Lake Albacutya

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Lake Albacutya
Lake Albacutya is located in Victoria
Lake Albacutya
Lake Albacutya
Location in Victoria
Location Wimmera, Victoria
Coordinates 35°45′21″S 141°58′28″E / 35.75583°S 141.97444°E / -35.75583; 141.97444Coordinates: 35°45′21″S 141°58′28″E / 35.75583°S 141.97444°E / -35.75583; 141.97444[1]
Type Eutrophic
Primary inflows Outlet Creek
Primary outflows Outlet Creek (when full); evaporation
Catchment area 23,500 km2 (9,100 sq mi)
Basin countries Australia
Max. length 13 km (8.1 mi)
Max. width 5 km (3.1 mi)
Surface area 55 km2 (21 sq mi)
Average depth 8 m (26 ft)
Max. depth 8 m (26 ft)
Water volume 230 GL (5.1×1010 imp gal; 6.1×1010 US gal)

Lake Albacutya is a eutrophic lake located in the Wimmera region of Victoria, Australia. It is one of a series of terminal lakes on the Wimmera River, which form the largest land-locked drainage system in Victoria. Lake Albacutya is designated as a wetland of international importance under the Ramsar Convention.[2]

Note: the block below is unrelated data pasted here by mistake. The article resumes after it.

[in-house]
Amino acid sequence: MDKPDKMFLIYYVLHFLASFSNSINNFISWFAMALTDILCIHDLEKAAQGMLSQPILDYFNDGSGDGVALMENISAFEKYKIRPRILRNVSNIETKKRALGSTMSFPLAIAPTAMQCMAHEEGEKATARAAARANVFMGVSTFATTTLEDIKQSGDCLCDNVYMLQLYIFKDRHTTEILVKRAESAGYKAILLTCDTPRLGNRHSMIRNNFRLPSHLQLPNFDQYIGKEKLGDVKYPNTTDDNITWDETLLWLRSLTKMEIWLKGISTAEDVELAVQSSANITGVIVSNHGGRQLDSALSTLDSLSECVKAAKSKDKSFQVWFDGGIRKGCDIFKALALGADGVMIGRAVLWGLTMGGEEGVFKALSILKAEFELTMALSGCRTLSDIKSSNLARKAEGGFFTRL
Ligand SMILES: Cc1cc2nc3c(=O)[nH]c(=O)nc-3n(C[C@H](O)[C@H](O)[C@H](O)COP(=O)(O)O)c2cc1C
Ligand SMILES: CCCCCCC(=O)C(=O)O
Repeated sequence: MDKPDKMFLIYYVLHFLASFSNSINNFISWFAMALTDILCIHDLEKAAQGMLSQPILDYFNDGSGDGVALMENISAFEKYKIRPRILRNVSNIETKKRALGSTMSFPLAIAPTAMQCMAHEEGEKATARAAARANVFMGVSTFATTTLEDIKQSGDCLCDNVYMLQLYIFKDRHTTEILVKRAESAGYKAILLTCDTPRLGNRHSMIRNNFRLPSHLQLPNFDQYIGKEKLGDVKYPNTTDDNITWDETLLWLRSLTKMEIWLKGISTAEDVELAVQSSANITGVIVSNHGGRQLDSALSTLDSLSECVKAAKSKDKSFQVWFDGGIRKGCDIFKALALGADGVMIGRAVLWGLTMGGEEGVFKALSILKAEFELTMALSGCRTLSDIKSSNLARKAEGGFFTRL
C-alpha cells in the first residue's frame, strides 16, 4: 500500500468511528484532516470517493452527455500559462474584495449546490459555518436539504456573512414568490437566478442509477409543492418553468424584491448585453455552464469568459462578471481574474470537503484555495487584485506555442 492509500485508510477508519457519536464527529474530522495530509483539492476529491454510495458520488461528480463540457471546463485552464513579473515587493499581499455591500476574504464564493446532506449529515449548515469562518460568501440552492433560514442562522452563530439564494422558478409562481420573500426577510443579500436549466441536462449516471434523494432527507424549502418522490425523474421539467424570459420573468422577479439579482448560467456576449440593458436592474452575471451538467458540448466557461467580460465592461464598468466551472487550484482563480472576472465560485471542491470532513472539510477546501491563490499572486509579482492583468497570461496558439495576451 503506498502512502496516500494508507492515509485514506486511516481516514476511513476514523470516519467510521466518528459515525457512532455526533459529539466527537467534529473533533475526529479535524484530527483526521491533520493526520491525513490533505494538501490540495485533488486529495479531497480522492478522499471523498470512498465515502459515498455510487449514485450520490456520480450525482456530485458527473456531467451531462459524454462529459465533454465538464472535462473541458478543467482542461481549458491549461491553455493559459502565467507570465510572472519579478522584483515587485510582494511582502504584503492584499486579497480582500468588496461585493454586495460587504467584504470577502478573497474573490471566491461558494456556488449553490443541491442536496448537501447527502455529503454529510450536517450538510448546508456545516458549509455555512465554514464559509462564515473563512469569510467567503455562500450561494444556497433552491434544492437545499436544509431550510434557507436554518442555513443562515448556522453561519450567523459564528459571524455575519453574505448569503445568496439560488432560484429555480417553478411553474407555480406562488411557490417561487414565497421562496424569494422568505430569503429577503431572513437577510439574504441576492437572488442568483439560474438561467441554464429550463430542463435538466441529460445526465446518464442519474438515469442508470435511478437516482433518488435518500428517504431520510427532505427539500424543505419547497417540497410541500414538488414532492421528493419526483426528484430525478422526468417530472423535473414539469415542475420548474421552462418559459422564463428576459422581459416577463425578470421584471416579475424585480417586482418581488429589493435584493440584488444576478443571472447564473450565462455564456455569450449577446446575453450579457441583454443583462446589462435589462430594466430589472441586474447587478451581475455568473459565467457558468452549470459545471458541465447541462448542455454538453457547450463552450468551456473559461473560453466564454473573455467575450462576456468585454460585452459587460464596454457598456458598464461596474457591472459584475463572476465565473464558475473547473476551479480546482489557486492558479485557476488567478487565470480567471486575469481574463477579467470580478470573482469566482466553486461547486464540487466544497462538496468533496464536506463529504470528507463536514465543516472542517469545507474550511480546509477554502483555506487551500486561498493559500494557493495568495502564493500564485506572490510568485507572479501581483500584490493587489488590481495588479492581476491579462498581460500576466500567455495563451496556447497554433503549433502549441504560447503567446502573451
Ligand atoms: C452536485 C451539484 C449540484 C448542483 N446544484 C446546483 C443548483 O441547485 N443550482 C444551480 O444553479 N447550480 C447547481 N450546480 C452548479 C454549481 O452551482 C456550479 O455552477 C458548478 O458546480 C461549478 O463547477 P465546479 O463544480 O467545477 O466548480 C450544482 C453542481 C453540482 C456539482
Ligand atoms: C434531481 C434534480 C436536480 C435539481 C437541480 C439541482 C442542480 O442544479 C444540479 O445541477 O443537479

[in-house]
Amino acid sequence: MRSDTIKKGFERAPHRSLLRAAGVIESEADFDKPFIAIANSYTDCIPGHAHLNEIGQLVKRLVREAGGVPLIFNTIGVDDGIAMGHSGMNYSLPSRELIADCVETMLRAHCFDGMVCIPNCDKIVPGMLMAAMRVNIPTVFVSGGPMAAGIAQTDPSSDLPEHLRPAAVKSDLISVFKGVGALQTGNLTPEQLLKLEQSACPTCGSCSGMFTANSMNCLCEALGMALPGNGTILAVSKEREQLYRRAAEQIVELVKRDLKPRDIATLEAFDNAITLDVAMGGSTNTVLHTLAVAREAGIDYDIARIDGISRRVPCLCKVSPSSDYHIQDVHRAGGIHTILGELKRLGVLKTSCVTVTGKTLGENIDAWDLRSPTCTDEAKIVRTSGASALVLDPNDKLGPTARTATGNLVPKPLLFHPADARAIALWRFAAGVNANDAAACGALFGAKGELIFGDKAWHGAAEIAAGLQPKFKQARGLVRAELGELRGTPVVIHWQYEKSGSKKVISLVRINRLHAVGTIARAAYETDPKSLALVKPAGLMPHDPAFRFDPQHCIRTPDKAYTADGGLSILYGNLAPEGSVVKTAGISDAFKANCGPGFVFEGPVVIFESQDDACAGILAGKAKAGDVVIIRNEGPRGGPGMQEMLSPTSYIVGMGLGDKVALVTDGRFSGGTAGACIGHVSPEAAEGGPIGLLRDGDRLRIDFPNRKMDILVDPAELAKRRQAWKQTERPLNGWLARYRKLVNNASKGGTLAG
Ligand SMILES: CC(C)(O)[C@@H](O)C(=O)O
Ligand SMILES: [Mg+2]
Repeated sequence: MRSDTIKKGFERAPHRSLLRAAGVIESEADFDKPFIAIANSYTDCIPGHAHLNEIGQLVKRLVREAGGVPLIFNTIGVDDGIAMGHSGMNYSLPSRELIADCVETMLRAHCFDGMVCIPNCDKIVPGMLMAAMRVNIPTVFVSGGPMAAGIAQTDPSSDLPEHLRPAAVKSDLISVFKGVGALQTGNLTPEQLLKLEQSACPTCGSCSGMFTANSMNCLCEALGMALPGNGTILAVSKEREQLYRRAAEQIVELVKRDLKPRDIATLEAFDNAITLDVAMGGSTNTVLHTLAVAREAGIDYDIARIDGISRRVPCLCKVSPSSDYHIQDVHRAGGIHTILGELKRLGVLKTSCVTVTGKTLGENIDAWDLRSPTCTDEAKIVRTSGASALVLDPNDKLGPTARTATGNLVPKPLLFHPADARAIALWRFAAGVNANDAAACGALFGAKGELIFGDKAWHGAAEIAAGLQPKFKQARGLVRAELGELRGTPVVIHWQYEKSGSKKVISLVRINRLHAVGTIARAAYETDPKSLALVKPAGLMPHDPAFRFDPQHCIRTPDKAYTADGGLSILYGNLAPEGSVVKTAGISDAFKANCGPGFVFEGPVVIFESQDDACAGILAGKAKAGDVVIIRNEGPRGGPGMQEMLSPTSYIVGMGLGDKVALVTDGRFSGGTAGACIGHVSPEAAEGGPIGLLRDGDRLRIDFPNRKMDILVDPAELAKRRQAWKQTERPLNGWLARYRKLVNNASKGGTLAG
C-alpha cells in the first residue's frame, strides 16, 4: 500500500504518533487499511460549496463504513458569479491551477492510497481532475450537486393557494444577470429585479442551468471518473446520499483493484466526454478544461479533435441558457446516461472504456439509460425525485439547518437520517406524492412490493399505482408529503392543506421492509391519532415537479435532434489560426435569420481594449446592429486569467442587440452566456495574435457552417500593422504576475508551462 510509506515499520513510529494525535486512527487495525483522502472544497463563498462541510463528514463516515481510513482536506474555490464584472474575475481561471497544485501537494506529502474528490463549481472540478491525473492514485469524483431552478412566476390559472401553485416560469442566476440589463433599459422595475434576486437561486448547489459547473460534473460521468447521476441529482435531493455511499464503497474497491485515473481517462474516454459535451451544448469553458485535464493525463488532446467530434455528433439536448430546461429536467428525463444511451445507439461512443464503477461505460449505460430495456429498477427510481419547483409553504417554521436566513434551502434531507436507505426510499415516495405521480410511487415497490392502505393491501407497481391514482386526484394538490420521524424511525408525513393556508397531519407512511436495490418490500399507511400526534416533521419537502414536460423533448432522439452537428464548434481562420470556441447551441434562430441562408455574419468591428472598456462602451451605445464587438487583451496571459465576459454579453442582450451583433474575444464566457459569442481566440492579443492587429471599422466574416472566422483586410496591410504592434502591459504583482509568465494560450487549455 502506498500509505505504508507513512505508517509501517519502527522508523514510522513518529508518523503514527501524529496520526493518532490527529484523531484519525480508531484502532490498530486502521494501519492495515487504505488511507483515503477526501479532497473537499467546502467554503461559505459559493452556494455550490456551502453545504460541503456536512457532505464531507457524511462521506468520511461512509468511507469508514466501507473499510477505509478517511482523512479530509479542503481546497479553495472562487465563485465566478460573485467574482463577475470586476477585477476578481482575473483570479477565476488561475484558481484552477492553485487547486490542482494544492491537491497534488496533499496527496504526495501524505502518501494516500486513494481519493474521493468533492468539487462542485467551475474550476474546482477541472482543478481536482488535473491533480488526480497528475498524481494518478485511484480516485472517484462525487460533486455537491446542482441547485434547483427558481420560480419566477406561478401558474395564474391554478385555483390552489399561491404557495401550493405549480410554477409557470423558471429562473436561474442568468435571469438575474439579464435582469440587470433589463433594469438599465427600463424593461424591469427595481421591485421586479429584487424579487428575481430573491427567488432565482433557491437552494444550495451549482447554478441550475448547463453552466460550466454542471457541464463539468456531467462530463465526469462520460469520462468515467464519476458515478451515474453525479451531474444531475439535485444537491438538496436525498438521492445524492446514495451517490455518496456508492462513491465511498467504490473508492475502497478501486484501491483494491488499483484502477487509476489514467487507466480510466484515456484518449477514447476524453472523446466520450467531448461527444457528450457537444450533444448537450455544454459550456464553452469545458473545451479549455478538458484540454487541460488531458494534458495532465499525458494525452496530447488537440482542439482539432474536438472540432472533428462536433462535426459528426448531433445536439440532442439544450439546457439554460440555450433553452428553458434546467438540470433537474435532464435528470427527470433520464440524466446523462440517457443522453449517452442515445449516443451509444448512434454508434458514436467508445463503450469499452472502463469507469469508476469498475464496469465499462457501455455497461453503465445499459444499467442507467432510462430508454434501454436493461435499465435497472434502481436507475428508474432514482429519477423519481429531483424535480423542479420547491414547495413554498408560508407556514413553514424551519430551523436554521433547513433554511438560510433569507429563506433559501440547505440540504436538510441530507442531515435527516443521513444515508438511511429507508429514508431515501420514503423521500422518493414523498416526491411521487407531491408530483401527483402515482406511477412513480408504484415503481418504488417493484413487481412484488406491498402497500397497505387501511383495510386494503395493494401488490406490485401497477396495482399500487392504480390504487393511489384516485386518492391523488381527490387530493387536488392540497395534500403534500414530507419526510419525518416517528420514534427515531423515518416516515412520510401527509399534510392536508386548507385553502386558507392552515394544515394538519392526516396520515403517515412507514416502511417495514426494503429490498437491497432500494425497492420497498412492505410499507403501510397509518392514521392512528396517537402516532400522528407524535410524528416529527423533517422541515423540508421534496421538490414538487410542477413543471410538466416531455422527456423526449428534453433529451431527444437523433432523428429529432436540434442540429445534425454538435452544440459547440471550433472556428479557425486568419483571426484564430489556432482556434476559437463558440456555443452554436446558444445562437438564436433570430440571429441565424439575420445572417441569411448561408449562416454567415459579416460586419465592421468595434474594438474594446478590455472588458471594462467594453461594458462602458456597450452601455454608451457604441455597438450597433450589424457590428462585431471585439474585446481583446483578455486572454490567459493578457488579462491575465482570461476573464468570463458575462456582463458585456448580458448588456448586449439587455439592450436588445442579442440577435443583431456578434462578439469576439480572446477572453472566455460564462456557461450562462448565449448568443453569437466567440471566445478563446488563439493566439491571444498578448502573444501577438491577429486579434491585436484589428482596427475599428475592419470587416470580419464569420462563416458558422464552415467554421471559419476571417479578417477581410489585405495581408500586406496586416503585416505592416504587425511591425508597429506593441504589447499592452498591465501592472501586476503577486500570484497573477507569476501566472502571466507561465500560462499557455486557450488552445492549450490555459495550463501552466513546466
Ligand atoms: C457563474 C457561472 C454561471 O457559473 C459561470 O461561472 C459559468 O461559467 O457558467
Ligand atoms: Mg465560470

Location and features[edit]

On the occasions that there is an overflow from Lake Hindmarsh to the south, water enters Outlet Creek which then feeds Lake Albacutya. When full, Lake Albacutya covers 5,500 ha (14,000 acres), is 8 m (26 ft) deep, and holds around 230 gigalitres (8.1×109 cubic feet) of water.

The lake generally fills and empties on a 20-year cycle, the longest dry period on record being 27 years.[3] In 2011 it was reported that the lake had not received any inflow for some years and remained dry throughout the wetter years of 2011-2012.[4]

Being less saline than Lake Hindmarsh, Lake Albacutya supports a denser cover of vegetation during its dry phase.[5]

References[edit]

  1. ^ "Lake Albacutya". Vicnames. Victorian Government. 2 May 1966. Retrieved 4 June 2014. 
  2. ^ "Lake Albacutya". Department of Environment and Primary Industries. Victorian Government. Retrieved 2015-10-31. 
  3. ^ "Lake Albacutya Park". Parks Victoria. Retrieved 2015-10-31. 
  4. ^ Ker, Peter (25 January 2011). "Parched lake may end 15-year dry". The Age. Retrieved 28 October 2014. 
  5. ^ http://www.webcitation.org/65ognNOYT. Archived from the original (PDF) on February 29, 2012. Retrieved January 21, 2011.  Missing or empty |title= (help)